Character & Soul, Opinions, Self-Improvement, Tan Lili

The Best Decision You’ll Ever Make – Tan Lili

Choose to be happy. Always.

laughng girl

Given my office nickname – EmoGal84 – the irony that I’m writing a post about choosing happiness isn’t lost on me. But while I don’t deny that I occasionally wallow in depressing stuff (which is perfectly okay, by the way), I’d like to think I am a generally happy person. Or at least I try to be.

As much as we wish to be contented with what we have, to be more grateful, to stop having #firstworldproblems, being worry-free and happy when you live in this society is virtually unheard of. But that doesn’t mean we shouldn’t try. In fact, all the more reason to actively pursue happiness. Not everyone agrees, though – recent studies have warned of the dangers of seeking our own happiness, claiming that, in the pursuit, we end up feeling unhappy because we will come to realise we’re chasing an impossible dream. Well, I respectfully disagree with the researchers. Why settle for existing when you can choose to live? As Dr Alex Lickerman, M.D., author of The Undefeated Mind: On the Science of Constructing an Indestructible Self, says, “[The pursuit of happiness] is a hard enough process that if you don’t don’t intentionally aim to accomplish it, genuine, long-lasting happiness is likely to elude you.”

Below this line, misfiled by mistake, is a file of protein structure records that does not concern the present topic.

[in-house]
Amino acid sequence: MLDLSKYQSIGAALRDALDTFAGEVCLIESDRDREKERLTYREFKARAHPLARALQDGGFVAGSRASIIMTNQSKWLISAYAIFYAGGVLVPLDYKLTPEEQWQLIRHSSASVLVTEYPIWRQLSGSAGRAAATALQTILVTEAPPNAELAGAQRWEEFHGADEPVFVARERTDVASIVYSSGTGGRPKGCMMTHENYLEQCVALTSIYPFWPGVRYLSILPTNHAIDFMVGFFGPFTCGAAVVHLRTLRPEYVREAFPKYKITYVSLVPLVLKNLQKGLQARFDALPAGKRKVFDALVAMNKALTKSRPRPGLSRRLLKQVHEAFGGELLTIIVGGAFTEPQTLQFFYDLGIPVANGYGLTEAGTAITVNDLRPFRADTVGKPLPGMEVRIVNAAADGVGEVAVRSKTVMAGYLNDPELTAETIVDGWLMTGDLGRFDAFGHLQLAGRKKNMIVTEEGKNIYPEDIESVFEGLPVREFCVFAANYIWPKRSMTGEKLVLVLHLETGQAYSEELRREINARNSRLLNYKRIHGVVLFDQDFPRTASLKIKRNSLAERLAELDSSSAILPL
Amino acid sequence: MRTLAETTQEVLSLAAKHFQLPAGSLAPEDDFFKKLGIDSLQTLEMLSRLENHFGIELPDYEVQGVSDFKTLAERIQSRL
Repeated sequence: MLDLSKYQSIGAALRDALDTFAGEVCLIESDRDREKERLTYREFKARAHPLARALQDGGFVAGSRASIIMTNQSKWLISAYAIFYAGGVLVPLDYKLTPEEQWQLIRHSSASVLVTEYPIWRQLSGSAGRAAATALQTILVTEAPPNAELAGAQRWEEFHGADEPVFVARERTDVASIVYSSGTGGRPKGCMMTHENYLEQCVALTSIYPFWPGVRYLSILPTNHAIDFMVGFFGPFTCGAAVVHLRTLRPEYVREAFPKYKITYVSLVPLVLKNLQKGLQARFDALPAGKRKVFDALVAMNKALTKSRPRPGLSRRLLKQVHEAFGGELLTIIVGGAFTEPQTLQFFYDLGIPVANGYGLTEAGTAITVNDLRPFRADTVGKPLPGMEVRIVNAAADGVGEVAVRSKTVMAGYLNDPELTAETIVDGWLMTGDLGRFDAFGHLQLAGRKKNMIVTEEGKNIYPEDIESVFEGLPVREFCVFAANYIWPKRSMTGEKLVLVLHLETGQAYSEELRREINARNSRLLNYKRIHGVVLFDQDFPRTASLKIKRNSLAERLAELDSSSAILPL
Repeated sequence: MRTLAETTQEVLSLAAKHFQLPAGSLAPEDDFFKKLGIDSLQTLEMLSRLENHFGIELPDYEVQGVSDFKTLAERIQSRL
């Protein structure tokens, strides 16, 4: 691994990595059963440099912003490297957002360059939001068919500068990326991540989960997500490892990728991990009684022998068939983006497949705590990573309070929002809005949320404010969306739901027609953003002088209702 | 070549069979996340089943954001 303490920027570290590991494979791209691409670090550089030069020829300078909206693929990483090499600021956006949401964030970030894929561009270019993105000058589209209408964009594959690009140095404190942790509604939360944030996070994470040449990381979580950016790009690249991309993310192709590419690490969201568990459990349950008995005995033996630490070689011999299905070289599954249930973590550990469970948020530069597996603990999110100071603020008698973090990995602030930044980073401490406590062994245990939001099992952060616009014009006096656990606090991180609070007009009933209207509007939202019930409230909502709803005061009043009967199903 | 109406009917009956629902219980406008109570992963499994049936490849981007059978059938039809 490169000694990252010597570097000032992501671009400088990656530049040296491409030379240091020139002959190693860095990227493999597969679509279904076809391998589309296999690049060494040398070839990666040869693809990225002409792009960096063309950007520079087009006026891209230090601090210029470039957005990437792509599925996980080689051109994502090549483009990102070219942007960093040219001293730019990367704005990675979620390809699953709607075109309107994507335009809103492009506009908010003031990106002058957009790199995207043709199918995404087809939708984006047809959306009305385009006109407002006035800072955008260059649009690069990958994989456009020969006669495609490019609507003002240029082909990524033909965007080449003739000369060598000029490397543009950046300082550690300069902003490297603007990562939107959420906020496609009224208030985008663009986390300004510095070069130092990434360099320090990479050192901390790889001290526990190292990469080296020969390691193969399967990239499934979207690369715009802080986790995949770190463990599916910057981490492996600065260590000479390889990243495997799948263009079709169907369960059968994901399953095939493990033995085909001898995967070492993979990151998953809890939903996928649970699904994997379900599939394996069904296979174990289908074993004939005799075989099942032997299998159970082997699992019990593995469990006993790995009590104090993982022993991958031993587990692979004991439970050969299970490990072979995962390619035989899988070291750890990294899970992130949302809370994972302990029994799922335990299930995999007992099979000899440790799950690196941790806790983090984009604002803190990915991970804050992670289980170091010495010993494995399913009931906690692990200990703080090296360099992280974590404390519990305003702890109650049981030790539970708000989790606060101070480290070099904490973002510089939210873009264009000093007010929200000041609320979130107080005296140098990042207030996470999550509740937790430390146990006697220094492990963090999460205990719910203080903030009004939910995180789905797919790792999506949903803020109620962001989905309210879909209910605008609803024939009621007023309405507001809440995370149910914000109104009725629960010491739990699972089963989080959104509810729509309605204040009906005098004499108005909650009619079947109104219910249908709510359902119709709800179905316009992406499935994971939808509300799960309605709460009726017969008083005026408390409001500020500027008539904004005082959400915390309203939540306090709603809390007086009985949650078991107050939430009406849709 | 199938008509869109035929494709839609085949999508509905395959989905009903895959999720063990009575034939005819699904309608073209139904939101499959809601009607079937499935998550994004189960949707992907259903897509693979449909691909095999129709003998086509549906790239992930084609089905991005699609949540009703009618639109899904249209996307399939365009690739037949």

Does this deliberate attempt at finding happiness make us selfish people? It all depends on how we’re finding it. There was a line from an article I chanced upon a while ago: Selfishness and self-interest are two completely different things. If it is in your self-interest to do something, go ahead – there’s nothing immoral about taking care of yourself when it isn’t at the expense of someone else. Here are some suggestions on how you can practice happiness, according to psychologist Sherrie Bourg Carter:

"Catch" your friend's happy vibe.

“Catch” your friend’s happy vibe.

Choose your company

Centuries of research have proven that emotions are highly contagious – the mimicry of emotional expressions sets off some kind of reaction in our brain, rendering us “innately vulnerable to ‘catching’ other people’s emotions”. Now that we know our own emotions can be easily influenced by the emotional states of others around us, make a conscious effort to surround yourself with positive people and steer clear of those who leave you feeling drained.

Choose to look at the big picture